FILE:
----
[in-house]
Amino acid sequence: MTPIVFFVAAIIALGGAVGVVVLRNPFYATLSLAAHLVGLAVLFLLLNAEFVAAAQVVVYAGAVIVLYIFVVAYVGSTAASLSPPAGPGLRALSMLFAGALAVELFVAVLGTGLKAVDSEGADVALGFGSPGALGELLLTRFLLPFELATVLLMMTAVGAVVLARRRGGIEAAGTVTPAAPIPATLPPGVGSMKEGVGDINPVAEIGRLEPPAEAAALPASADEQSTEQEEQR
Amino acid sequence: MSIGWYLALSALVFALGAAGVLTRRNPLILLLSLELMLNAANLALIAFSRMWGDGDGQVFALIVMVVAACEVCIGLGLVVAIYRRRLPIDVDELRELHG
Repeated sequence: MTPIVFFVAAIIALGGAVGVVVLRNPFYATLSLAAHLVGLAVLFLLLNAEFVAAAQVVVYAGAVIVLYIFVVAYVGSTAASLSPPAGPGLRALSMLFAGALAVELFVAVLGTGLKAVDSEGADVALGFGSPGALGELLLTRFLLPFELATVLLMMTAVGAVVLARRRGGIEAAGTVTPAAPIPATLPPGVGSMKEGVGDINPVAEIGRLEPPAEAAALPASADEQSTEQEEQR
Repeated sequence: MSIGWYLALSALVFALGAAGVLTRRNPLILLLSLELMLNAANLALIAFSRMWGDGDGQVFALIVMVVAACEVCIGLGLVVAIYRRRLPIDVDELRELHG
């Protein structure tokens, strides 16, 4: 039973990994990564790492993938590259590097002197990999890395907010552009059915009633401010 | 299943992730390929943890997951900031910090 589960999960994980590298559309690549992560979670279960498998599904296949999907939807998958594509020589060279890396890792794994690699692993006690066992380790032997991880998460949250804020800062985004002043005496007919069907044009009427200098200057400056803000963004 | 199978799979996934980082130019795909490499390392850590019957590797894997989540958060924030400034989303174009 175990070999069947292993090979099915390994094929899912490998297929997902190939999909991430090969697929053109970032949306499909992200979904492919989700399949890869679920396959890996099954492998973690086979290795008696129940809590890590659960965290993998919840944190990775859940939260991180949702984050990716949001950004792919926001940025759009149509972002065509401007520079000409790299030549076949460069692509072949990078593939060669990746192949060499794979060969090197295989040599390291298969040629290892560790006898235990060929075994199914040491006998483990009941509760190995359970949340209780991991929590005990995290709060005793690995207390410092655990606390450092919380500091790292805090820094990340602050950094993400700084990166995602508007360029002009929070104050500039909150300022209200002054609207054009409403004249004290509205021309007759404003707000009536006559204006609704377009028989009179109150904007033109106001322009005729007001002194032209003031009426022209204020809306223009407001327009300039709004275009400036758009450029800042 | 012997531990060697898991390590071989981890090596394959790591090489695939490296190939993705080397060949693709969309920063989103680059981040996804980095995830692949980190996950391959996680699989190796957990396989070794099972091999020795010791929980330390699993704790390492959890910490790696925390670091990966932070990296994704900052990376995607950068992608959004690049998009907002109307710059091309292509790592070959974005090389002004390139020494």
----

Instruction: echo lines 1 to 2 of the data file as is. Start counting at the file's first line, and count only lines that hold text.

[in-house]
Amino acid sequence: MTPIVFFVAAIIALGGAVGVVVLRNPFYATLSLAAHLVGLAVLFLLLNAEFVAAAQVVVYAGAVIVLYIFVVAYVGSTAASLSPPAGPGLRALSMLFAGALAVELFVAVLGTGLKAVDSEGADVALGFGSPGALGELLLTRFLLPFELATVLLMMTAVGAVVLARRRGGIEAAGTVTPAAPIPATLPPGVGSMKEGVGDINPVAEIGRLEPPAEAAALPASADEQSTEQEEQR